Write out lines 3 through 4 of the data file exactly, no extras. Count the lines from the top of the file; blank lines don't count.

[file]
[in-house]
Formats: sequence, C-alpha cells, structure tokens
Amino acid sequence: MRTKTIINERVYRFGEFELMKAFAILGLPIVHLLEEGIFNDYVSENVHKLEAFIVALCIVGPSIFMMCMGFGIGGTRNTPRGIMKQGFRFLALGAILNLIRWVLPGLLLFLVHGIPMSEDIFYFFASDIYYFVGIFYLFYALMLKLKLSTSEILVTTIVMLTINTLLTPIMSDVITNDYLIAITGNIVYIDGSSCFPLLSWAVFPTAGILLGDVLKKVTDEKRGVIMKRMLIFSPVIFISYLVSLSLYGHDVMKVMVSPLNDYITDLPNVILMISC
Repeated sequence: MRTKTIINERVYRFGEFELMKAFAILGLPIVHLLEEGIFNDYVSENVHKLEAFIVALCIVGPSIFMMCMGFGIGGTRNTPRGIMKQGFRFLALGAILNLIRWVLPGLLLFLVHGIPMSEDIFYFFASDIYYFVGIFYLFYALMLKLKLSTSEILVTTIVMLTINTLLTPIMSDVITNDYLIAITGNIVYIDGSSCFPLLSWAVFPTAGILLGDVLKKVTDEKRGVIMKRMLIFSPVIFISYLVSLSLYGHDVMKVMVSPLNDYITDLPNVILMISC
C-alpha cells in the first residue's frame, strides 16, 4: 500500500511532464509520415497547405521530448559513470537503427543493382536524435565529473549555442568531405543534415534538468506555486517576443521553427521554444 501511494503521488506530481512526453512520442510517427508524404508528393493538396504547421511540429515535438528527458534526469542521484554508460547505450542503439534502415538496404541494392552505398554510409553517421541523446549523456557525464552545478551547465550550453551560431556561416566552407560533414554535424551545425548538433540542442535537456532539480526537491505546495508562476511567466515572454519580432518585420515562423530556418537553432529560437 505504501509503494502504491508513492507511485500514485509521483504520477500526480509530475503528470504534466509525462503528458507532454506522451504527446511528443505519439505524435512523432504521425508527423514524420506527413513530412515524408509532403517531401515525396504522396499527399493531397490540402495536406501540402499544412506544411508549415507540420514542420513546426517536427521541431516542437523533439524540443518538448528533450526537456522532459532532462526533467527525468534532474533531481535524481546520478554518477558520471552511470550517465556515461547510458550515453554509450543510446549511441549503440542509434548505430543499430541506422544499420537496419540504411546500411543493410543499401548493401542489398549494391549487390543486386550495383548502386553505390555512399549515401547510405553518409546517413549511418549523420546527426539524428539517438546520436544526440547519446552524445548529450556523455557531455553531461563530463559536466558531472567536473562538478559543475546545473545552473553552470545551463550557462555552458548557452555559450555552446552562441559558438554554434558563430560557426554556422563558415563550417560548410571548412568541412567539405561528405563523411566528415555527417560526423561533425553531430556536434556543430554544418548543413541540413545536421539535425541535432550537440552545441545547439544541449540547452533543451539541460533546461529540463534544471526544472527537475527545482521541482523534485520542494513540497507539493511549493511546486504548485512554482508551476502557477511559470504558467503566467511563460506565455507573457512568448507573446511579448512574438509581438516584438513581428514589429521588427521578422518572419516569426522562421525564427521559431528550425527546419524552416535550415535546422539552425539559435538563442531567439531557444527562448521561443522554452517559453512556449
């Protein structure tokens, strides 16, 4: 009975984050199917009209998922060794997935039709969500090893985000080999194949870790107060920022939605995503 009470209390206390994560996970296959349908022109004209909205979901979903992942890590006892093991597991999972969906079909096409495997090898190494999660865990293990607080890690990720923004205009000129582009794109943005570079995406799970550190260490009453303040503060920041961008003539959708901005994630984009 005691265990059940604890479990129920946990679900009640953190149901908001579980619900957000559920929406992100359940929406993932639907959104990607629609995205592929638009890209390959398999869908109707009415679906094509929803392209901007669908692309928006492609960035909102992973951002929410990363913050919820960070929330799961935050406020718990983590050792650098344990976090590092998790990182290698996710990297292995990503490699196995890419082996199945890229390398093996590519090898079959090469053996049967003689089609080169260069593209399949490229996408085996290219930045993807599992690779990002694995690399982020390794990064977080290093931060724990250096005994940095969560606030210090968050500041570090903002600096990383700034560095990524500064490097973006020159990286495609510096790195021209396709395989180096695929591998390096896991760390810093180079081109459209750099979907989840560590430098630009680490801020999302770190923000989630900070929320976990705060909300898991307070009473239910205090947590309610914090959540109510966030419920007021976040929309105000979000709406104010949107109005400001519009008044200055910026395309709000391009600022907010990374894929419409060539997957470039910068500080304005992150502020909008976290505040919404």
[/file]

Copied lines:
Amino acid sequence: MRTKTIINERVYRFGEFELMKAFAILGLPIVHLLEEGIFNDYVSENVHKLEAFIVALCIVGPSIFMMCMGFGIGGTRNTPRGIMKQGFRFLALGAILNLIRWVLPGLLLFLVHGIPMSEDIFYFFASDIYYFVGIFYLFYALMLKLKLSTSEILVTTIVMLTINTLLTPIMSDVITNDYLIAITGNIVYIDGSSCFPLLSWAVFPTAGILLGDVLKKVTDEKRGVIMKRMLIFSPVIFISYLVSLSLYGHDVMKVMVSPLNDYITDLPNVILMISC
Repeated sequence: MRTKTIINERVYRFGEFELMKAFAILGLPIVHLLEEGIFNDYVSENVHKLEAFIVALCIVGPSIFMMCMGFGIGGTRNTPRGIMKQGFRFLALGAILNLIRWVLPGLLLFLVHGIPMSEDIFYFFASDIYYFVGIFYLFYALMLKLKLSTSEILVTTIVMLTINTLLTPIMSDVITNDYLIAITGNIVYIDGSSCFPLLSWAVFPTAGILLGDVLKKVTDEKRGVIMKRMLIFSPVIFISYLVSLSLYGHDVMKVMVSPLNDYITDLPNVILMISC